Every year in the UK, the Harvest Festival marks a traditional celebration of the land. Normally, it takes place on or around 23rd September - the Sunday of the Harvest Moon. This is the full moon that appears at the time of the autumn equinox. Although normally occurring in September, the Harvest Moon can appear as late as October.
Britain isn't the only country where people celebrate the harvest - it's a special autumnal event worldwide.
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The festival gives thanks for the food grown on the land and this is why it's a key event in the countryside calendar. While the UK's harvest celebrations normally last one day, the United States and Canada hold week-long events and have declared it a national holiday.
What is the origin of the Harvest Festival?
The word "harvest" was derived from the Old English word "hærfest", which meant "autumn", the season when the food was gathered off the land.
In ancient times, farmers and agricultural workers gave thanks to the pagan gods after all their crops had been successfully harvested every autumn, ensuring food for the rural community for the months ahead.
Travelling groups of labourers sought employment from farms at the start of the summer season and ended the crop-picking season with a big feast for everyone, known as the harvest supper. This tradition continued over the centuries, but the first official Harvest Festival in Britain wasn't recorded in the history books until 1843, when Rev Robert Hawker, of Morwenstow, Cornwall, invited local parishioners into his home to receive the Sacrament in "the bread of the new corn".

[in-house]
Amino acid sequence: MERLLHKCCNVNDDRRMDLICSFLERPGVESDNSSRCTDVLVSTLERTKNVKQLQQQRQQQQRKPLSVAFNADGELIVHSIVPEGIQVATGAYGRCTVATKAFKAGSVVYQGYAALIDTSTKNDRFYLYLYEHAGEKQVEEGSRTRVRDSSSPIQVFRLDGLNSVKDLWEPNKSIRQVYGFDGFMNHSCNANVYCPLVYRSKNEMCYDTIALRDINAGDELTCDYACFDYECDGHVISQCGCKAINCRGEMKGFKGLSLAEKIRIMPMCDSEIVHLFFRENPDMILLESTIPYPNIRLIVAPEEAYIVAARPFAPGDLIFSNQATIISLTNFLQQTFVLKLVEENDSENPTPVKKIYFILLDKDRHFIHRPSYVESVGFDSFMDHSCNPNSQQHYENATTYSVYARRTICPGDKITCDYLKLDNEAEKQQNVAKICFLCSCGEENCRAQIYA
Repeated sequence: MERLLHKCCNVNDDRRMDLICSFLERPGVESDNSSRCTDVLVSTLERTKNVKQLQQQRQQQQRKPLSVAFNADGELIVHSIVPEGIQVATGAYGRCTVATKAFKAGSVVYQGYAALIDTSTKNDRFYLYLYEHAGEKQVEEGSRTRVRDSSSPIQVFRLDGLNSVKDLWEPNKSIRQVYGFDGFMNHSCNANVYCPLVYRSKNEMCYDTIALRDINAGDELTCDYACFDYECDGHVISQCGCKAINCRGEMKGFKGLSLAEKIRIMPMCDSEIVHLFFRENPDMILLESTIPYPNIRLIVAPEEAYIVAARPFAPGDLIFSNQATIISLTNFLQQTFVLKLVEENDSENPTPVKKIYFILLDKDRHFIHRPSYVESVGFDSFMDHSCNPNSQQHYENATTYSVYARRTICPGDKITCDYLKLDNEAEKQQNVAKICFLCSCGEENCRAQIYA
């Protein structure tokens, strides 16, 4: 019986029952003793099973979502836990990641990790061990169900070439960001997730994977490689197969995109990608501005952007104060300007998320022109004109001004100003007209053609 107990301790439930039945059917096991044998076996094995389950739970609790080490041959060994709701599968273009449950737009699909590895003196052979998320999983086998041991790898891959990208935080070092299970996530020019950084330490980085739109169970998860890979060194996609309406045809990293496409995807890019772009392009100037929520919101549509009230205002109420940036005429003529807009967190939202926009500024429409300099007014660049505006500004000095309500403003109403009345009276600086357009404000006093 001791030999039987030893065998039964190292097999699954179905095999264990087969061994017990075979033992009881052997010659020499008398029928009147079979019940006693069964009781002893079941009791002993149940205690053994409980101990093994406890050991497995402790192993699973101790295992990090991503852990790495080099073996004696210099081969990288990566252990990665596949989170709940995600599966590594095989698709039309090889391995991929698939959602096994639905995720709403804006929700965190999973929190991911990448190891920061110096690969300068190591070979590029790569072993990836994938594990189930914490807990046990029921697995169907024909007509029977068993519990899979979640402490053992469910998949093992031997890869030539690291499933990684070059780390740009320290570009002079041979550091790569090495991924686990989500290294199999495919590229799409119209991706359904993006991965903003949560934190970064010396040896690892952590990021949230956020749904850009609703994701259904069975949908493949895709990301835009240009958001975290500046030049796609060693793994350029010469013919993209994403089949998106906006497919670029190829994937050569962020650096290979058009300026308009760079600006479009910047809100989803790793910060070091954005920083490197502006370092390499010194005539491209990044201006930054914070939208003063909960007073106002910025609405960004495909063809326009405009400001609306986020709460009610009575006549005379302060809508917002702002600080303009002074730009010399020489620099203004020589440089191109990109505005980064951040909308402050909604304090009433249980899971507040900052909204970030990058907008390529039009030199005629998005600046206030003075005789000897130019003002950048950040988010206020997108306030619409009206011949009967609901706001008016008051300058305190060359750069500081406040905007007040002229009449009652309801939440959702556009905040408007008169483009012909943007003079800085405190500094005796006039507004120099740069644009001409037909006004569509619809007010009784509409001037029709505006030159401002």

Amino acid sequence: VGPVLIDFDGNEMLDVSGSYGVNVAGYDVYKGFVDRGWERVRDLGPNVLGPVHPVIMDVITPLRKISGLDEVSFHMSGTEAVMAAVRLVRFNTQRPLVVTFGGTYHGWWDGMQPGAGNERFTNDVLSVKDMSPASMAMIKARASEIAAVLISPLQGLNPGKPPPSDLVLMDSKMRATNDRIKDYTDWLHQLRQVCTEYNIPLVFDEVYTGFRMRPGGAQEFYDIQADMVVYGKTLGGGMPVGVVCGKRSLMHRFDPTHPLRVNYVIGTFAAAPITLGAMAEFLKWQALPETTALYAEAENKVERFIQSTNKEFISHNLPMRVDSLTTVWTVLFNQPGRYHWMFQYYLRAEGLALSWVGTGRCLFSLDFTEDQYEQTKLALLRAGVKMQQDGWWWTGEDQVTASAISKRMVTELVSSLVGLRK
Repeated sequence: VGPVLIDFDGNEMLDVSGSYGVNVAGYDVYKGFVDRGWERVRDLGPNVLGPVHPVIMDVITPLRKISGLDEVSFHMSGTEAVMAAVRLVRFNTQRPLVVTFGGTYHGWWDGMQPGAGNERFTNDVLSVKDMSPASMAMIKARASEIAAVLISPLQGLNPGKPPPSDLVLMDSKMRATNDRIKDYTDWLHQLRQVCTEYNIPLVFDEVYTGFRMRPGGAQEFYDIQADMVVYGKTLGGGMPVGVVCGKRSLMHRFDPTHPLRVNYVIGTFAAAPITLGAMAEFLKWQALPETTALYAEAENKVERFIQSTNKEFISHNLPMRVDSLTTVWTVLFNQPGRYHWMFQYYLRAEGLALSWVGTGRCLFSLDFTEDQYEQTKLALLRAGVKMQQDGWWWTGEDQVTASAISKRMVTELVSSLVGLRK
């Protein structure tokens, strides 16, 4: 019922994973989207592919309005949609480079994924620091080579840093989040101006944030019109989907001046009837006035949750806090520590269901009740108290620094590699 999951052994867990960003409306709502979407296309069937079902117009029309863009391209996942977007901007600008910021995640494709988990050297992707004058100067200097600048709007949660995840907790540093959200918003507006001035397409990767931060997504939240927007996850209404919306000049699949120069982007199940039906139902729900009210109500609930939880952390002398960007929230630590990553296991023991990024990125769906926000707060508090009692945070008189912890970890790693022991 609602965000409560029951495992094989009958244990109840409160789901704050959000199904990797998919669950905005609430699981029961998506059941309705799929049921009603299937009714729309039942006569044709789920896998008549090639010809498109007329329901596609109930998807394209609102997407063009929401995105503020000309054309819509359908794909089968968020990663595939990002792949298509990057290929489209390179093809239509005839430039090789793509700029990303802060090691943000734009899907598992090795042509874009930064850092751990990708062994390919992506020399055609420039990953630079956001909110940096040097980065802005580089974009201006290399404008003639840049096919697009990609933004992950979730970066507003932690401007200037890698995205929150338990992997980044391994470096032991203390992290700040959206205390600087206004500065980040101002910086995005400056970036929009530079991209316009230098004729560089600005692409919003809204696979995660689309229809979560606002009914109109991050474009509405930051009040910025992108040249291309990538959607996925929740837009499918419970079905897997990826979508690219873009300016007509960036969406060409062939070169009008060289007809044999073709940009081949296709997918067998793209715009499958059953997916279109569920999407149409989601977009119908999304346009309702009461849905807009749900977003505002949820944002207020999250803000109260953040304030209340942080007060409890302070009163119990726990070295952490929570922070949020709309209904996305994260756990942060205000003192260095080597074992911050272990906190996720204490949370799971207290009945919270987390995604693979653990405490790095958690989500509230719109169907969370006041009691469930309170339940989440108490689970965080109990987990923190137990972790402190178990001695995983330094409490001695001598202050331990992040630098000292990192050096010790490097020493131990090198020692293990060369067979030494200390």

By the late 19th century, the annual harvest was a popular event in the rural community. A "Lord of the Harvest" was appointed, a respected local man who was tasked with organising labourers to gather the crops, negotiating their pay with the landowner.
The last sheaves of corn to be harvested were historically of particular significance. It was believed the Corn Spirit, a descendent of Ceres, the Roman goddess of grain, lived within them. They were known by a variety of names, including The Mare and The Maiden. Once scythed, they were made into a symbolic corn doll.
Just like in ancient times, the end of the crop-gathering was marked with a harvest supper, when the workers feasted on the food harvested from the land. Traditionally, they would dine on goose with a selection of vegetables, followed by pudding and accompanied by ale.
The Lord of the Harvest had the most prestigious seat at the head of the table. Tradition decreed that before they could dine, he would take the very last sheaf of corn to the landowner to symbolically show that the harvest had been gathered in.
How long does the harvest season last?
Harvest normally lasts about five to seven weeks, depending on Mother Nature, the weather and everything going as planned. After picking all the crops grown on the land, the produce then has to be transported to the farm for storage or is sold on to customers.